1974: Poisoned candy mythology spreads after boy’s death in Texas
In 1974, a Texan named Ronald Clark O’Bryan fatally poisoned his 8-year-old son by lacing Halloween candy with cyanide. He also handed out poisoned candy to a few other neighborhood children, though none died. The case prompted widespread fear about poisoned candy from strangers even though experts say it’s never actually been a problem. “I can't find any evidence that any child has ever been injured by a contaminated treat picked up on Halloween," University of Delaware criminologist Joel Best told The Independent. "I can't say for certain that it hasn't happened, because it's impossible to prove a negative. But this seems to be an urban myth.”
1978: First 'Halloween' movie is released and costumes turn gory
Halloween costumes took a major turn toward the macabre in the late 1970s and 1980s after the release of the first “Halloween” movie in 1978. Before that, costumes had been scary but not gruesome. "It was always spooky, and it was always otherworldly and weird, but it wasn't bloody and violent until John Carpenter's 'Halloween' cracked it open," Halloween expert Lesley Bannatyne told Insider.
2000s: Halloween costumes become sexy
If the 1980s were a time for gory Halloween costumes, the new millennium was the time for sexy costumes. Rather than dressing up as bloody serial killers from slasher films, people went out as sexy witches and nurses. “In the '80s and '90s, people would always ask me 'Why is Halloween so violent?' Nowadays, they ask ' Why is Halloween so sexy?'" Halloween expert Lesley Bannatyne explained to Insider.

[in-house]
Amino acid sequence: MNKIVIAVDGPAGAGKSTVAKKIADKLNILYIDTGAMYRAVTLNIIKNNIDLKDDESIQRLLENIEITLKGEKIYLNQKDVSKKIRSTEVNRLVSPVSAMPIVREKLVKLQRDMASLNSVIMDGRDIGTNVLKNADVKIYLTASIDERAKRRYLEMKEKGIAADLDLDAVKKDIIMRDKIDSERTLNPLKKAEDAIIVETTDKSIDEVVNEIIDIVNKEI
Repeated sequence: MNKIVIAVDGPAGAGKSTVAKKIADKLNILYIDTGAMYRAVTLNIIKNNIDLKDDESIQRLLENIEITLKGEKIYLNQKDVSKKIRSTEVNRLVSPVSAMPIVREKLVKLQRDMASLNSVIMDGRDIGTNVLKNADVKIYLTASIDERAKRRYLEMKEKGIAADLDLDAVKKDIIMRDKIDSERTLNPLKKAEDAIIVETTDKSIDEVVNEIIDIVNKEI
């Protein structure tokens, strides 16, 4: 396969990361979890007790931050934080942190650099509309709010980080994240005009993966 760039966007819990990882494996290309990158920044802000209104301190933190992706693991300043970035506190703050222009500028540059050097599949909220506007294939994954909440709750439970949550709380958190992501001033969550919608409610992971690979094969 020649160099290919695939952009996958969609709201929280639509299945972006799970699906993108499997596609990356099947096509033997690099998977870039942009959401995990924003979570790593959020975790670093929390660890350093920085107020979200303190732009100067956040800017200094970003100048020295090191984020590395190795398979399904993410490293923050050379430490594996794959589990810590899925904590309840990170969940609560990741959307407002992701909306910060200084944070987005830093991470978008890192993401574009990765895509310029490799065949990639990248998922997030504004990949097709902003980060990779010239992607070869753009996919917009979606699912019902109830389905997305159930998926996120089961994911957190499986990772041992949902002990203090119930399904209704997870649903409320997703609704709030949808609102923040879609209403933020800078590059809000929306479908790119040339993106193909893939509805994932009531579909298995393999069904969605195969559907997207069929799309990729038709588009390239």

2010s: Cultural appropriation debate over costumes begins growing
In the past five to 10 years, awareness has increased about culturally sensitive Halloween costumes and there’s been increasing media attention around issues of cultural appropriation. Celebrities who’ve been criticized for their costumes include Nicky Hilton (who dressed as Pocahontas), Heidi Klum (who went as the Hindu goddess Kali), and Julianne Hough (who donned blackface to be Crazy Eyes from “Orange Is The New Black”).
[Pictured: Heidi Klum dressed as the goddess Kali.]
Present day: Americans spend $9 billion on Halloween
Today, Halloween has become a thoroughly commercial affair. Last year, Americans spent almost $9 billion on the holiday, according to the National Retail Federation. Of that, about $2.6 billion went to candy, $2.7 billion to decorations, and $3.2 billion to costumes. Spending is expected to decrease somewhat because COVID-19 pandemic, to $8.05 billion, down from $8.78 billion in 2019.
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